Showing posts from May, 2016

Building a “transition coalition”

There are certain similarities between the elements of successful organizational change management and R2O transition activities. The strongest parallels are between the reform coalition of change management and the “transition coalition” of R2O, as I will refer to it here. The “transition coalition” consists predominantly of the users that are responsible for applying a new innovation to operational duties, improving a workflow. There is one distinct difference between a reform coalition that is discussed in organizational change circles and the “transition coalition” concept. Whereas a reform coalition typically fits into an organizational hierarchy, senior management usually does not guide the “transition coalition” for each specific innovation. Senior leaders instead should build and support the framework. If senior management proffers an opinion on an innovation, it may modulate organic feedback and ultimately thwart the need for a “transition coalition” within the construct of R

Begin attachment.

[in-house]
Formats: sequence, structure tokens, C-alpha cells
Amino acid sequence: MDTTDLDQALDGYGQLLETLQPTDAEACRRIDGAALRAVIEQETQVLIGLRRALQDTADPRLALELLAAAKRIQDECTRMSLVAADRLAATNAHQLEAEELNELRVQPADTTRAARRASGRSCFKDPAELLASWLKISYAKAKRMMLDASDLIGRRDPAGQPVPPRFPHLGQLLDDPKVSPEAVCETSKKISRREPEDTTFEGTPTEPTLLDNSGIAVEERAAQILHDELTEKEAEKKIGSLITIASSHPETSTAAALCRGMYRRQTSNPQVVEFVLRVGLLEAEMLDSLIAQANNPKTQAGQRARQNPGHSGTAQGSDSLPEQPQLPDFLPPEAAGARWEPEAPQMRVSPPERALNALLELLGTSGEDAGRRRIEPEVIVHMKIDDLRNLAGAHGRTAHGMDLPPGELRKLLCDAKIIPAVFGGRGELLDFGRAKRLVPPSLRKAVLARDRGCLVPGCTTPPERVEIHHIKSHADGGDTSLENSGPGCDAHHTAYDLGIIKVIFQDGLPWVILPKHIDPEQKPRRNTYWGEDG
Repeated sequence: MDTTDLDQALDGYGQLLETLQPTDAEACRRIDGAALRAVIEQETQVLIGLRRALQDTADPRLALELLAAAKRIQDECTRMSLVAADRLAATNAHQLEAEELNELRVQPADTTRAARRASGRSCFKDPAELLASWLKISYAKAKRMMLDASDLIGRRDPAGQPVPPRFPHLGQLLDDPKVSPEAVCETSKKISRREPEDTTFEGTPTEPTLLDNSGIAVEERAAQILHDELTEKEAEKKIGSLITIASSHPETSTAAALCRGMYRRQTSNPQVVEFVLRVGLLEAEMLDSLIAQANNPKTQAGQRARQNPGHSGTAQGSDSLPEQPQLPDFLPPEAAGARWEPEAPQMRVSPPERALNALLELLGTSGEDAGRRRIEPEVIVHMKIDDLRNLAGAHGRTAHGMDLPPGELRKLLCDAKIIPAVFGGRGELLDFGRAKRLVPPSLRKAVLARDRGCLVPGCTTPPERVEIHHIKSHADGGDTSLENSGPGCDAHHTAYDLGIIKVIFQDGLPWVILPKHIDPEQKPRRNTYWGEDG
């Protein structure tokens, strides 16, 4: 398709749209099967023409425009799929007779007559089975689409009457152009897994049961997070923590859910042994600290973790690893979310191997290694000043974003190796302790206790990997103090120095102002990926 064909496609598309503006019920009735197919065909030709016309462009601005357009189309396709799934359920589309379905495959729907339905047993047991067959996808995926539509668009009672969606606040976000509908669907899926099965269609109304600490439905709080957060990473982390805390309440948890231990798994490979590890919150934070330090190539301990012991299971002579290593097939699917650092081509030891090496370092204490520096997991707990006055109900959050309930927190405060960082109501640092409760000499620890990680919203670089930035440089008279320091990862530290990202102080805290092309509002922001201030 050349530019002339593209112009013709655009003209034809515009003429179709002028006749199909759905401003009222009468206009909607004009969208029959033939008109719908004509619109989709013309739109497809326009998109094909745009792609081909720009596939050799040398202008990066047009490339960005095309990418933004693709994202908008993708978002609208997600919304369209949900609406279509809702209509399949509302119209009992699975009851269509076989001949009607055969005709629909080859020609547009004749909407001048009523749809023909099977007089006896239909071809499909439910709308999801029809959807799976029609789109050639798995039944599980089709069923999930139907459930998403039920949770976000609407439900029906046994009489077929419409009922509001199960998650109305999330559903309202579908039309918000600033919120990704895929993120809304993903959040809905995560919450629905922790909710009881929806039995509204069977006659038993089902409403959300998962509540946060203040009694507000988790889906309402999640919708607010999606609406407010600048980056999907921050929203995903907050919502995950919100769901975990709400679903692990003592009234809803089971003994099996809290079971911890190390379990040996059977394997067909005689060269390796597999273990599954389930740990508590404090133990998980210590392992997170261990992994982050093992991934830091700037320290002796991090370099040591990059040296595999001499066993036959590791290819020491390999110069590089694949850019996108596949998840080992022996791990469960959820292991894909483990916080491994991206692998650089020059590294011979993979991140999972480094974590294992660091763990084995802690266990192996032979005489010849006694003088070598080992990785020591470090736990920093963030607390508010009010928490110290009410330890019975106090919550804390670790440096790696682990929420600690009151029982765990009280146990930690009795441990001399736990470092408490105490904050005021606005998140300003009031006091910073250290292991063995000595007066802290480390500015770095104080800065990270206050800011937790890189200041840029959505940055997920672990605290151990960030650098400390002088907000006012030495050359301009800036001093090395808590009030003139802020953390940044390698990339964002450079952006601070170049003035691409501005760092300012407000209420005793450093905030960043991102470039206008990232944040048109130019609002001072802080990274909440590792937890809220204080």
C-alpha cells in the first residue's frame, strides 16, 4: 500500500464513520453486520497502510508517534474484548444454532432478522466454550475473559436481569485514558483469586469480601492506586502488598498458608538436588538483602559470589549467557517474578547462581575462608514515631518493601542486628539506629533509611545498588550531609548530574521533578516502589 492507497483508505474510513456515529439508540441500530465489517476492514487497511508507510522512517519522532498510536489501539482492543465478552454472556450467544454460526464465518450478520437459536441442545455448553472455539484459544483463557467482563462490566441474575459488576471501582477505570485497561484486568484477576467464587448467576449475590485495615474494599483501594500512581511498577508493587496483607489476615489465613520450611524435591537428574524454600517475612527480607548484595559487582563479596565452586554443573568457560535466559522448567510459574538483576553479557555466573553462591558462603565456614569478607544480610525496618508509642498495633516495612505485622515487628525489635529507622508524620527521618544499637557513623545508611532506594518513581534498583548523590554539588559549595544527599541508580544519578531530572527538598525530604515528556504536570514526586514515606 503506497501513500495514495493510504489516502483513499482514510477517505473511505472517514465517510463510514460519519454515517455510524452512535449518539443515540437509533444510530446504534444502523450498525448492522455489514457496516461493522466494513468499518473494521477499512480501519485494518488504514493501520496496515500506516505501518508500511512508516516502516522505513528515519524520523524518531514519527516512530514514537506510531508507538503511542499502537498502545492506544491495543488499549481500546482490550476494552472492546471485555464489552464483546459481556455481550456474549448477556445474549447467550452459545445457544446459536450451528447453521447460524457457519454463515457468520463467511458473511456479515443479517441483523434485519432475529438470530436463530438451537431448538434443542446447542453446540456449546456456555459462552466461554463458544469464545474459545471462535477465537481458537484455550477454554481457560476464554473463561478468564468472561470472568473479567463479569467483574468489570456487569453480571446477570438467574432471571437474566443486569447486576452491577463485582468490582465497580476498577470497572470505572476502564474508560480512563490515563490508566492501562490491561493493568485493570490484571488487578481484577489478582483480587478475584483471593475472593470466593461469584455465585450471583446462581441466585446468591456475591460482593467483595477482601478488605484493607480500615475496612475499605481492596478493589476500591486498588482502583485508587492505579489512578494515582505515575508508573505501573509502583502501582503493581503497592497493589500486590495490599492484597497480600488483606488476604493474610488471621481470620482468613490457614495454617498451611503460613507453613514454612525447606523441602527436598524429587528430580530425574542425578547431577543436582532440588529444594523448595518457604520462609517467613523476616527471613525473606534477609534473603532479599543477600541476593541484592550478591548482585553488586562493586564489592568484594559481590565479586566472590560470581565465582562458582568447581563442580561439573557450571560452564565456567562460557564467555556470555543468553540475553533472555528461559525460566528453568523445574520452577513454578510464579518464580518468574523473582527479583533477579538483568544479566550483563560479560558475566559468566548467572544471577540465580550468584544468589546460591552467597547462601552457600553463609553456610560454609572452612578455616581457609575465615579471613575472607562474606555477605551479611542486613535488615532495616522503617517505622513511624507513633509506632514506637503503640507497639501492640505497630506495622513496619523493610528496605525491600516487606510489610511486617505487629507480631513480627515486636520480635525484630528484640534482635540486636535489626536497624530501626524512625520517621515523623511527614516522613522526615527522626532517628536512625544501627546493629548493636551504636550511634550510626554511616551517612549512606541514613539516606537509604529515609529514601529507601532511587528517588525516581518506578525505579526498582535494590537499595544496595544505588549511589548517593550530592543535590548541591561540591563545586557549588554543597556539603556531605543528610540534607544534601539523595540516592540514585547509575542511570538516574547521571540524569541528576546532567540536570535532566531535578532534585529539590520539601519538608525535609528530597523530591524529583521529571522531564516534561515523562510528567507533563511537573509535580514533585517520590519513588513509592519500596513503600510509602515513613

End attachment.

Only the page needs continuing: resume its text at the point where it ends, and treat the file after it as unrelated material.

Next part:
Provisioning R2O to counteract groupthink in operations

Author Note: This post is particularly applicable to meteorology, but others implementing R2O in an environment that requires tactical decisions may find this discussion relatable. Imprecise, if not outright incorrect, predictions of severe weather have been the bane of the meteorological enterprise since the emergence of the atmosphere as a chaotic but physical fluid. As science continues to sharpen the skill of weather forecasts, recent attention has focused on better communication principles and provisions of decision support. But who is communicating, who is listening, what information is sought, and how much uncertainty is allowable? The challenge with predictions that miss the mark is that the degree of the miss is almost never clear beyond debate. When a tornado outbreak is forecast, but numerous destructive but non-tornadic thunderstorms form instead, is the forecast a “bust”? In hindsight, were there indicators that may have suggested a different threat, or was there simply no